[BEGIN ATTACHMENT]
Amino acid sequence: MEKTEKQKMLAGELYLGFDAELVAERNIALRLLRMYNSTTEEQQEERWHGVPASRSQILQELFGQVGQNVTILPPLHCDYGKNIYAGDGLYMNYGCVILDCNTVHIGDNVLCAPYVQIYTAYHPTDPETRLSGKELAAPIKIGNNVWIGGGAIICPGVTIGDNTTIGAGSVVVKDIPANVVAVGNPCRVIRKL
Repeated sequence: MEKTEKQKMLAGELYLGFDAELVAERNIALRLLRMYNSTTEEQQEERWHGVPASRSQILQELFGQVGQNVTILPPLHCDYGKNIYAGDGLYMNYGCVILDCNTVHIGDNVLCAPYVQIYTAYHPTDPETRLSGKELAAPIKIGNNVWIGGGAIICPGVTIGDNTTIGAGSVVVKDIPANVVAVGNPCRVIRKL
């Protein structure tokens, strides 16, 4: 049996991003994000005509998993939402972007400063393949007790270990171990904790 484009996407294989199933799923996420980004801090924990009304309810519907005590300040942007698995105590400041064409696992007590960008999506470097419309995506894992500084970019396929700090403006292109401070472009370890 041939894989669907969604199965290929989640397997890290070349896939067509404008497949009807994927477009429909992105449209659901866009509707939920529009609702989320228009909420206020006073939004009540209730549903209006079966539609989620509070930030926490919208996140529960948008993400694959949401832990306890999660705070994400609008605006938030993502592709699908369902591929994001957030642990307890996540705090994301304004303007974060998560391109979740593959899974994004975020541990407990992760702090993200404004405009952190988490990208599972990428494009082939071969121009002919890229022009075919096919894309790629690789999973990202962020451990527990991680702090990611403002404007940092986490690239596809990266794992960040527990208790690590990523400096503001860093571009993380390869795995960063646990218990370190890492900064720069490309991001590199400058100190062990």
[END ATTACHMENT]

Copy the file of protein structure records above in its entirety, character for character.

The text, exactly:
Amino acid sequence: MEKTEKQKMLAGELYLGFDAELVAERNIALRLLRMYNSTTEEQQEERWHGVPASRSQILQELFGQVGQNVTILPPLHCDYGKNIYAGDGLYMNYGCVILDCNTVHIGDNVLCAPYVQIYTAYHPTDPETRLSGKELAAPIKIGNNVWIGGGAIICPGVTIGDNTTIGAGSVVVKDIPANVVAVGNPCRVIRKL
Repeated sequence: MEKTEKQKMLAGELYLGFDAELVAERNIALRLLRMYNSTTEEQQEERWHGVPASRSQILQELFGQVGQNVTILPPLHCDYGKNIYAGDGLYMNYGCVILDCNTVHIGDNVLCAPYVQIYTAYHPTDPETRLSGKELAAPIKIGNNVWIGGGAIICPGVTIGDNTTIGAGSVVVKDIPANVVAVGNPCRVIRKL
């Protein structure tokens, strides 16, 4: 049996991003994000005509998993939402972007400063393949007790270990171990904790 484009996407294989199933799923996420980004801090924990009304309810519907005590300040942007698995105590400041064409696992007590960008999506470097419309995506894992500084970019396929700090403006292109401070472009370890 041939894989669907969604199965290929989640397997890290070349896939067509404008497949009807994927477009429909992105449209659901866009509707939920529009609702989320228009909420206020006073939004009540209730549903209006079966539609989620509070930030926490919208996140529960948008993400694959949401832990306890999660705070994400609008605006938030993502592709699908369902591929994001957030642990307890996540705090994301304004303007974060998560391109979740593959899974994004975020541990407990992760702090993200404004405009952190988490990208599972990428494009082939071969121009002919890229022009075919096919894309790629690789999973990202962020451990527990991680702090990611403002404007940092986490690239596809990266794992960040527990208790690590990523400096503001860093571009993380390869795995960063646990218990370190890492900064720069490309991001590199400058100190062990």